Minnesota Attorney General Lori Swanson erased doubts Sunday about her political intentions, announcing her plan to run for a fourth term rather than try for an open governor's office.
"I am a candidate for re-election as Attorney General," she told supporters in an email obtained by MPR News. She said she appreciated the encouragement she was getting to run for higher office but said she has too much important work on her plate.
"I must focus all my energy and attention on that work," Swanson wrote, citing cases against pharmaceutical companies, for-profit colleges and President Donald Trump's restrictions on travelers from certain foreign countries.
The development is important for both races.
Swanson was viewed as a candidate who could have vaulted instantly into the lead pack for governor.
Her decision not to run could reduce the prospects of a contested primary to determine the DFL nominee for governor, because the declared candidates are all vying hard for the party endorsement that will be decided in early June and aren't seen as likely as Swanson to take the race to an August primary. That said, any candidate could move ahead if there is no endorsement or if he or she doesn't believe the outcome is fair.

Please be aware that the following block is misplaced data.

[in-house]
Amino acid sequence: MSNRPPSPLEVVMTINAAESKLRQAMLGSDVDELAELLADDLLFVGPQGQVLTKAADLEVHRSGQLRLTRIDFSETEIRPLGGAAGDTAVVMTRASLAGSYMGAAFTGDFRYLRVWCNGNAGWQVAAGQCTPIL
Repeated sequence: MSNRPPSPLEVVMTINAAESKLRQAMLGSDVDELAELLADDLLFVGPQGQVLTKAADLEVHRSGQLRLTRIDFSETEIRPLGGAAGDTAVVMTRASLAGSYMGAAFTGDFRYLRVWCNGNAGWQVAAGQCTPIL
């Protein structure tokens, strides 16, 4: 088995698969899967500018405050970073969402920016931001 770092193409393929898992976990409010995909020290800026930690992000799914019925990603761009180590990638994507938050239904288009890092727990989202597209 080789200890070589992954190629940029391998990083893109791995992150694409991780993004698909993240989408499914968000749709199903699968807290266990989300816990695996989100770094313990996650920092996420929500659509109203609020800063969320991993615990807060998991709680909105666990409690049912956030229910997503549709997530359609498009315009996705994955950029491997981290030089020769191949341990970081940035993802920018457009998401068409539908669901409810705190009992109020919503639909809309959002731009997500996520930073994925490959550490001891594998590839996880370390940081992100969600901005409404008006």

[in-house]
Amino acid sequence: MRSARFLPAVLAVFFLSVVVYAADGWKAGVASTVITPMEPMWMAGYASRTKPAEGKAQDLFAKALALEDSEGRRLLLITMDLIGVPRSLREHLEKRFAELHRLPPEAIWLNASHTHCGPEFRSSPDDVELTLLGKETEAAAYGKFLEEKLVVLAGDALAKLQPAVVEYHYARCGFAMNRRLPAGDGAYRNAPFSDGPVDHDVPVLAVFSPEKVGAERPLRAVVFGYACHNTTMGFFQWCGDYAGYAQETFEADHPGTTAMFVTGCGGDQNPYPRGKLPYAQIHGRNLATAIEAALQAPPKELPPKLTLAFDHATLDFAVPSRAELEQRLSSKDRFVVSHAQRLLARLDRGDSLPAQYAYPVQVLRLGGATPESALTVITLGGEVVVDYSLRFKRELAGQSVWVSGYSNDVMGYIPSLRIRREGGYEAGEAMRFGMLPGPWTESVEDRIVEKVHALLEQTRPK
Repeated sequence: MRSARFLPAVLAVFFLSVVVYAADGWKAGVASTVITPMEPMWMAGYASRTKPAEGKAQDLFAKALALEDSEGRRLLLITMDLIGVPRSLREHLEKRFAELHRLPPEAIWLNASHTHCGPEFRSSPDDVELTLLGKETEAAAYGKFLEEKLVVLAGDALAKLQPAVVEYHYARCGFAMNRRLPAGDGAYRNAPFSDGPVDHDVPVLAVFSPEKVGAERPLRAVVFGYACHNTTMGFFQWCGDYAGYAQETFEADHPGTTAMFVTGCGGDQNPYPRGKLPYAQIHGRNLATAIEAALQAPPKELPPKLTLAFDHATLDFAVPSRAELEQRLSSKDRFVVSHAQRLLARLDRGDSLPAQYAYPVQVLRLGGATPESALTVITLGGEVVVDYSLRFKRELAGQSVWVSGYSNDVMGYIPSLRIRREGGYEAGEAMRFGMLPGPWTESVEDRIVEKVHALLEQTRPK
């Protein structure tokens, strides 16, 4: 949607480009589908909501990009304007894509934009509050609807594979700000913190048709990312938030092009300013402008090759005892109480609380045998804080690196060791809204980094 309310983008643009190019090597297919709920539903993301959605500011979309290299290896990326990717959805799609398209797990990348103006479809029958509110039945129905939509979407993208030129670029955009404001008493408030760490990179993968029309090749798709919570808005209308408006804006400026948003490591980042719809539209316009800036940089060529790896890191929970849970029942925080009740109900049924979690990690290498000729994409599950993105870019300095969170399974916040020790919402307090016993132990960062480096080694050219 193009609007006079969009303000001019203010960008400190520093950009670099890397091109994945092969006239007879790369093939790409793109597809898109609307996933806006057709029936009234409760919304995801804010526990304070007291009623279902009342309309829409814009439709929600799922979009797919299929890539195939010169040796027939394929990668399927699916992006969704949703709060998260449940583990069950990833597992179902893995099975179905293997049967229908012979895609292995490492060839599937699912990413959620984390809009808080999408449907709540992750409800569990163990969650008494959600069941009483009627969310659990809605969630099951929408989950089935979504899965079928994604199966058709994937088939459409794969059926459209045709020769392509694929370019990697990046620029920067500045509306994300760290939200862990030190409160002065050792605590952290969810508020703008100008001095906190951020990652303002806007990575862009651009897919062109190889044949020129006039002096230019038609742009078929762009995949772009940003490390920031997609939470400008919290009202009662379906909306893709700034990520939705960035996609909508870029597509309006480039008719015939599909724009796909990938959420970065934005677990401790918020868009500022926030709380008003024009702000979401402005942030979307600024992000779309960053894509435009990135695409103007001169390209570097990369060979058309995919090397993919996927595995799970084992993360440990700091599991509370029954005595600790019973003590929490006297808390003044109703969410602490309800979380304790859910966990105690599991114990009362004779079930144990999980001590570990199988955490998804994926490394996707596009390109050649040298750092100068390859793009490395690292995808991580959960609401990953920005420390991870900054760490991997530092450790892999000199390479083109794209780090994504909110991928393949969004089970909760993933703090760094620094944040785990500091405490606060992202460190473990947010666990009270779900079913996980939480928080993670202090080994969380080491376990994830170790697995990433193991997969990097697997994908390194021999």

A number of Democrats were already angling for the chance to succeed Swanson as attorney general, with most saying they'd make way if she ran for her job again.
Swanson was first elected attorney general in 2006, and she cruised to new terms in 2010 and 2014. She had been sizing up a campaign for governor while not ruling out a re-election bid.
Former state Rep. Doug Wardlow is the sole Republican candidate for attorney general.
Among DFLers, the candidates for governor are: former St. Paul Mayor Chris Coleman, State Auditor Rebecca Otto, U.S. Rep. Tim Walz and state Reps. Tina Liebling, Erin Murphy and Paul Thissen.
Republicans also have a decent-sized field with former party chairman Keith Downey, Hennepin County Commissioner Jeff Johnson, Naval officer Phillip Parrish, Woodbury Mayor Mary Giuliani Stephens and less visible candidates Ole Savior and Jeffrey Wharton.
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